A person is deemed to have died “testate” when that person passes away with a validly executed Last Will and Testament. If at the time of its execution, the testator and the witnesses swore to the authenticity of the Will (thereby making it “self-proving” and not requiring Proof of Witness forms), the Will can be admitted to probate. In New Jersey, the probating of a person’s Last Will and Testament is not complicated. The person designated in the Will to serve as the Executor (male) or Executrix (female) of the estate presents the original Will to the Surrogate’s Court in the County in which the decedent resided. The executor/executrix (also known as the personal representative of the estate) is issued Letters Testamentary that authorizes the personal representative to act. Presumably, the Will provides that the personal representative may serve in this fiduciary capacity without the posting of a surety bond. (A surety bond is an insurance policy purchased by the estate to insure that the personal representative will administer the estate properly and not misappropriate estate assets.)
When a person dies without a Will, he or she is deemed to have died “intestate.” In that event, the Laws of the State of New Jersey determine who is to serve as the Administrator (male) or Administratrix (female) of the estate based upon the degree of kinship to the decedent. For example, a surviving spouse is the first person eligible to qualify as the personal representative of an estate if a decedent was married at the time of death. However, in the event there is more than one person of equal kinship, such as when there is no surviving spouse and there are two or more surviving children (or in the event that the person designated by law does not wish to serve as the personal representative), a Renunciation must be filed with the Surrogate’s Court for each individual in order to “renounce” their right to serve. If the family members of equal kinship don’t all agree, litigation can ensue.
In addition, because it is the Court that appoints the Administrator or Administratrix of the estate, a surety bond will be required, thereby resulting in unnecessary costs. The personal representative of an estate (whether as an Executor or Administrator) has a wide range of responsibilities as a fiduciary. He or she is responsible for collecting, appraising and liquidating all of the assets of the estate; paying, negotiating and/or defending the estate from all creditors’ claims; properly managing estate funds; filing a Form SS-4 Application for an Employer Identification Number or (“EIN”) to obtain a tax identification number for the estate; preparing and filing the New Jersey Estate Tax (“IT-Estate”) and/or Inheritance Tax Returns (“IT-R”) as well as a federal estate tax return (when applicable); determining whether Tax Waivers for the transfer of real property (“L-9”) or financial accounts (“L-8”) are applicable; preparing decedent and/or estate income tax returns; and distributing the proceeds of the estate to the beneficiaries (and documenting that distribution by issuing Refunding Bonds and Releases for execution by the beneficiaries.)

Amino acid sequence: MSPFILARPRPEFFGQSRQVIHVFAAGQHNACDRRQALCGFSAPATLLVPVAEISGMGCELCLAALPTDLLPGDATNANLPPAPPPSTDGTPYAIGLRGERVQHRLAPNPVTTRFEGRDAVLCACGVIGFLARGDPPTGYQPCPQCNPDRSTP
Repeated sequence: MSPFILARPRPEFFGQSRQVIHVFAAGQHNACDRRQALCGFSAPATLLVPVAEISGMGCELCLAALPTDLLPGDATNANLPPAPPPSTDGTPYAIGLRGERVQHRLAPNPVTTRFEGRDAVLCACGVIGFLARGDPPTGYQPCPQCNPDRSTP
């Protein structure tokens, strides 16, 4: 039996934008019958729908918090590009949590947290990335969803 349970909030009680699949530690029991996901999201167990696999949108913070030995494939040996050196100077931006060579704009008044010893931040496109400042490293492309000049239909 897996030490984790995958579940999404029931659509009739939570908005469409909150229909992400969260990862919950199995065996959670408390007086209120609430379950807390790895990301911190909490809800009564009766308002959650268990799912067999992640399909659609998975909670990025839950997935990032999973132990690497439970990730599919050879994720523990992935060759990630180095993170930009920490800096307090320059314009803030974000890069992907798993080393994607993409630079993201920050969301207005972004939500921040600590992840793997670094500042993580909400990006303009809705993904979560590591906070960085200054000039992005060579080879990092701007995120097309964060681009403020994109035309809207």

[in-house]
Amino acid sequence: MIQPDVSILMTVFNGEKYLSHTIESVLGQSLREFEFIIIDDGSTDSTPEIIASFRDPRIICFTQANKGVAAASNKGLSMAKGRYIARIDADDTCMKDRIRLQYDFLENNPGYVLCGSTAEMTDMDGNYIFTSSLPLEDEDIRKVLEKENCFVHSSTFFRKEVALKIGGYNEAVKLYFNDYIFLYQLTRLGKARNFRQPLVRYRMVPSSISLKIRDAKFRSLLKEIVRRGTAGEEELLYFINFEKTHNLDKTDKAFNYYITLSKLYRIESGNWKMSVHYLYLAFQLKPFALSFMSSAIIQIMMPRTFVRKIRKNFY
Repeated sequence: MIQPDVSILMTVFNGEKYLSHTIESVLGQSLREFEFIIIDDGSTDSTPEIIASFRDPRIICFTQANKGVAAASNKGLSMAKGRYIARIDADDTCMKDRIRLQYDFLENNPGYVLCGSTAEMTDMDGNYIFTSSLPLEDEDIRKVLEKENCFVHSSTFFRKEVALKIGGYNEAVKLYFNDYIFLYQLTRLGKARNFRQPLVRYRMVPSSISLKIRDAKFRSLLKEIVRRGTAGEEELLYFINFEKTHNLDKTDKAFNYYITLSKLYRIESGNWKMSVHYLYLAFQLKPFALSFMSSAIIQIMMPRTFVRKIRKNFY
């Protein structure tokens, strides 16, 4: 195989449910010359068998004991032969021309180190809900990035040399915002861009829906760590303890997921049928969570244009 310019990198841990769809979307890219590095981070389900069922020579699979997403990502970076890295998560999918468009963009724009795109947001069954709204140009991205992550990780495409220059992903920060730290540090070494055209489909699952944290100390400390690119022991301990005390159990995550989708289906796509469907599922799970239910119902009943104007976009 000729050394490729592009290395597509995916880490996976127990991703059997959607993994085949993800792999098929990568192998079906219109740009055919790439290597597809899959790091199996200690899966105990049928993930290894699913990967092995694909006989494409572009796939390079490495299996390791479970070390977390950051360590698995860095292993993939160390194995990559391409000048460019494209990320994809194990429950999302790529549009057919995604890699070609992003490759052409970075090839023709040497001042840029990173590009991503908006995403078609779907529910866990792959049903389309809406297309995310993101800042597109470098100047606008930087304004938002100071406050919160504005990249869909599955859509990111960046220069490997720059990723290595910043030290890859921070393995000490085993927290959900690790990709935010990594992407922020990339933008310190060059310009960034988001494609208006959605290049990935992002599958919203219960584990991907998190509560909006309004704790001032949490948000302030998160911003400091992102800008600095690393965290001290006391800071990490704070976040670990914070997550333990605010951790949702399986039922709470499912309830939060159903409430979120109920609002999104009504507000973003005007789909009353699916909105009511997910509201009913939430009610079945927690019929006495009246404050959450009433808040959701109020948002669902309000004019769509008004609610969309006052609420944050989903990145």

In addition, a formal Accounting of these activities may be required to be filed if that right is not waived by the beneficiaries. What many people fail to realize is that a decedent’s assets may pass outside the Last Will and Testament controlled by the personal representative. For example, jointly held real property (either designated as “joint tenants” or “tenants by the entireties”; joint accounts (“joint tenancy with rights of survivorship” or “JTWROS”); retirement accounts such as Traditional IRAs, Roth IRAs, 401Ks, 403Bs, etc.; annuities and life insurance policies; as well as payable on death (“POD”) or transfer on death (“TOD”) accounts; all have designations setting forth who inherits them. These assets are referred to as “non-probate” assets. Only accounts that are individually held by the decedent (in the decedent’s name alone) or assets with beneficiary designations stating that they are payable to the decedent’s estate are controlled by the Last Will and Testament. These assets are known as “probate assets.”
Together, both probate and non-probate assets comprise the decedent’s “augmented estate.” It is the decedent’s augmented estate that is generally considered in determining New Jersey and Federal inheritance and estate taxes. This can create difficulties sometimes when non-probate assets generate tax liabilities but there are insufficient probate assets in the estate to pay for those taxes. It also can result in unforeseen and unfair distributions which were unintended, forcing beneficiaries under a decedent’s Will to pay the taxes for other beneficiaries who receive non-probate assets.
Please see our section entitled Last Will and Testament. The Law Office of Richard M. Cohen will assist individuals to qualify as the personal representative of a decedent’s estate and provide advice as to properly handle the administration of the estate as a fiduciary, settling all the debts and liabilities of the decedent and making appropriate distribution of the estate’s assets to the decedent’s beneficiaries.